Magnum 64-Cycle (oz11425)
About this Plan
Magnum 64-Cycle. Radio control sport model.
Quote: "Magnum 64-Cycle, by Dr JJ Makovich.
HERE IT IS, model fans, the debut of the Irish Air Force's first aircraft, the Magnum 64-cycle (don't believe it, it's blarney) in the green, white and gold of the Eire flag.
I've been flying a Magnum 40 for two years, powered by an OS .40 rear rotor pylon engine with a modified carb, and I haven't enjoyed a model as much in years. I happened to meet MAN's editor Dan Santich at our flying site and he told me he had designed the Magnum 40 (oz6790) in 1978 and published it in November of that year in another magazine. The Magnum 40 was a very popular plan, and was billed as a hot-dogger and a pussycat for fun flying in sport pylon. I foolishly suggested to Dan that I wished he would scale up the plans to .60 size. His reply was: Why don't you do it for an article in MAN? That was a challenge, so out came the drawing board and I set to work.
I enlarged the original plan outline 1-1/4 to 1 inch, resulting in a wing area of 760 square inches. The new model was designed to accommodate an OS .60 four-cycle, but a two-cycle .60 or even a hot .40 could be used. Unlike the original model, I designed a hatch for easy access to the fuel tank and a sliding tongue for the leading edge wing hold down. I also used a combination of balsa and 1/4-inch foam board instead of all-balsa for the fuselage.
Note the unusual airfoil. Dan calls it a reflex airfoil (whatever that is), which results in a model that goes where you aim it, is quite fast, and yet lands at a nice, easy speed.
CONSTRUCTION. The sides are cut from 1/4-inch balsa sheet and foam board. Use a spray contact cement to join foam and balsa, then add 1/4-inch square balsa stringers and cross braces from the wing trailing edge to the tail. Join the sides using F-4 and F-7, with 15-minute epoxy. Sand inside the fuselage at the tail section to produce a 1/4-inch thick joint to match the tail post, and epoxy in place. Now add F-8.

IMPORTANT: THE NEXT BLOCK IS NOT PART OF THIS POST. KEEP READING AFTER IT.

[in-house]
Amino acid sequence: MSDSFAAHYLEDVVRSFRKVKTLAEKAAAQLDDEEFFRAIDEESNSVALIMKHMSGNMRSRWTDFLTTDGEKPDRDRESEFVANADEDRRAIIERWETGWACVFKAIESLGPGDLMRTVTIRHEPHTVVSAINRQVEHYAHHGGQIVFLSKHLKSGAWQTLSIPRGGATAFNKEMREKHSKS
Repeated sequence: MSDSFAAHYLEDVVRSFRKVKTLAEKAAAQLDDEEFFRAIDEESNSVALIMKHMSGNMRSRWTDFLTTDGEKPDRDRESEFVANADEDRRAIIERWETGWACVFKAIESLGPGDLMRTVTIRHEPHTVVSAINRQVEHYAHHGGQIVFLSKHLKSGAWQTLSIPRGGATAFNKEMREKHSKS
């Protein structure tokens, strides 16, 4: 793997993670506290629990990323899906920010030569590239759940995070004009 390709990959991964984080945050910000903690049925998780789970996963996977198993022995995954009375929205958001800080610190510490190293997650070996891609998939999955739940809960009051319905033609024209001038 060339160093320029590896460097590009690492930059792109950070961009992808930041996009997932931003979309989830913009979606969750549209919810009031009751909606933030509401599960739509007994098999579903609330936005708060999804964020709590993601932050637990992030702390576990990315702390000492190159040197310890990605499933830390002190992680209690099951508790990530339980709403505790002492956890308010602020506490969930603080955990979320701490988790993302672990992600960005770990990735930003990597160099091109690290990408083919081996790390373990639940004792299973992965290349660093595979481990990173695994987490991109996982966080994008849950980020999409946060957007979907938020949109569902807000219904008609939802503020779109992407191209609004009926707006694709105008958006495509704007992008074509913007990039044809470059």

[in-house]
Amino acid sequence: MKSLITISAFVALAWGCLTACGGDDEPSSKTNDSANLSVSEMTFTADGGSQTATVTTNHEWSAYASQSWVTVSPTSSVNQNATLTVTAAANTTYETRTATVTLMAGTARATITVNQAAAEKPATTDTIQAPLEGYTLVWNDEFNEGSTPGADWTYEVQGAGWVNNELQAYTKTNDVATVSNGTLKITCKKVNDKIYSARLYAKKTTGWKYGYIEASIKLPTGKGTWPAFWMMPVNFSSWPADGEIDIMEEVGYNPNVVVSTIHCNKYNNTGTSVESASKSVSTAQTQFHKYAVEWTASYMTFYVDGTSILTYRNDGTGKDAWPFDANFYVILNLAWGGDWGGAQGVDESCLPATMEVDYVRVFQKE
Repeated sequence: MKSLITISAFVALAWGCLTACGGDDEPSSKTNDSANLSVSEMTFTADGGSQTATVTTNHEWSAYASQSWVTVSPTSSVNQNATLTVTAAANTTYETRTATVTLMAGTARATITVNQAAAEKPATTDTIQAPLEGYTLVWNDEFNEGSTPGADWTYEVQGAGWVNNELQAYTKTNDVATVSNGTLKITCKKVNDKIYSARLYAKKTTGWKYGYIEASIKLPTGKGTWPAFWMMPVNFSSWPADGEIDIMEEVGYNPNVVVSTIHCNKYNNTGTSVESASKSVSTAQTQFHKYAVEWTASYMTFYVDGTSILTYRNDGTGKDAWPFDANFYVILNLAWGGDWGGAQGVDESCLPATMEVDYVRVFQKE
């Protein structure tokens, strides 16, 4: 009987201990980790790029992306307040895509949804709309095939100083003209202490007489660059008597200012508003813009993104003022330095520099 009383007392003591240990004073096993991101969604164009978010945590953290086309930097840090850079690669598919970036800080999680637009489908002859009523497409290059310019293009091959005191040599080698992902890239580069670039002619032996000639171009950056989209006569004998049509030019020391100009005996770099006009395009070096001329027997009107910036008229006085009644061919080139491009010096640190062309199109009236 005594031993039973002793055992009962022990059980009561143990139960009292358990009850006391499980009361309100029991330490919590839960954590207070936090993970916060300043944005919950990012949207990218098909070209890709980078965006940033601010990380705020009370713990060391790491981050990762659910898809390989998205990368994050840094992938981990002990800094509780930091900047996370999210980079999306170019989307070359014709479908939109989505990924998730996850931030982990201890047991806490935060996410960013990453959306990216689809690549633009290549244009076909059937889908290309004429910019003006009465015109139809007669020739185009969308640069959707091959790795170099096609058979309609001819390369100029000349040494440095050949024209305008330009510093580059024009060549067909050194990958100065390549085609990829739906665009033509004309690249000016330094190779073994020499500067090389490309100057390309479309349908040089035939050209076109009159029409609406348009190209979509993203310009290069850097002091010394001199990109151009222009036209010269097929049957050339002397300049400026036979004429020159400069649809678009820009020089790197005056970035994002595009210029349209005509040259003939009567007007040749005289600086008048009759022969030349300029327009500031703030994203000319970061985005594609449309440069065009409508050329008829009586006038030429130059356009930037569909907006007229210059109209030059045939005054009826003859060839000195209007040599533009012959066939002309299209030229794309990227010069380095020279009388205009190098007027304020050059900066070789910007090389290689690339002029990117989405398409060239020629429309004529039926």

Next sand the nose, adding F-3 and F-2. Use epoxy and clamp to hold. Add the lower nose block (1/2 x 10-1/2 x 12-inch) triangular stock and doubler from F-2 to F-3. Epoxy F-6 in place with gear blind nuts and use white glue to secure the fuselage bottom.
Complete the fuselage turtledeck, but leave the side 1/4 sq stringers off. Cement them in last so you don't break them when sanding and handling.
Set the engine in its mount and center F-1. Build the upper cowling, using lite-ply cowl formers made from F-2, F-3, and F-4 patterns. Sheet with 1/4-inch stock. To shape the nose, use an old cut belt from a belt sander, used like a shoeshine rag. Drill a hole into F-2 and Hot Stuff 1/2-inch of yellow inside pushrod tubing into the ply. Thread a small screw into the tubing to secure the cowl hold-down washer.
Construct the stab, the elevator, and the tail wheel strut per the drawings.
For the wing construction, build a simple wing jig from two pieces of 1/2 x 10 x 3-inch pine. Tack both pieces together, place the rib pattern on the centerline, and drill 1/4-inch rod holes. Place the end pieces over the protected plan. Tack in place and proceed to build the wing. Glue the leading edge in place (white glue is fine), as well as the trailing edge and spars. Cut the ribs and webbing from 1/4-inch foam board. Glue 1/4 x 1/2-inch spars into the rib cutouts, add 1/16 x 4 x 36-inch leading edge sheeting and 1/16 x 1-1/2 x 36-inch trailing edge sheeting. Allow to dry, turn the jig over, and add the bottom sheeting.
Glue lite-ply supports for the aileron belleranks in between the ribs, and glue balsa to the ribs to produce a solid union..."
Magnum 64, MAN, November 1985.
Direct submission to Outerzone.
Supplementary file notes
Article pages, thanks to RFJ.
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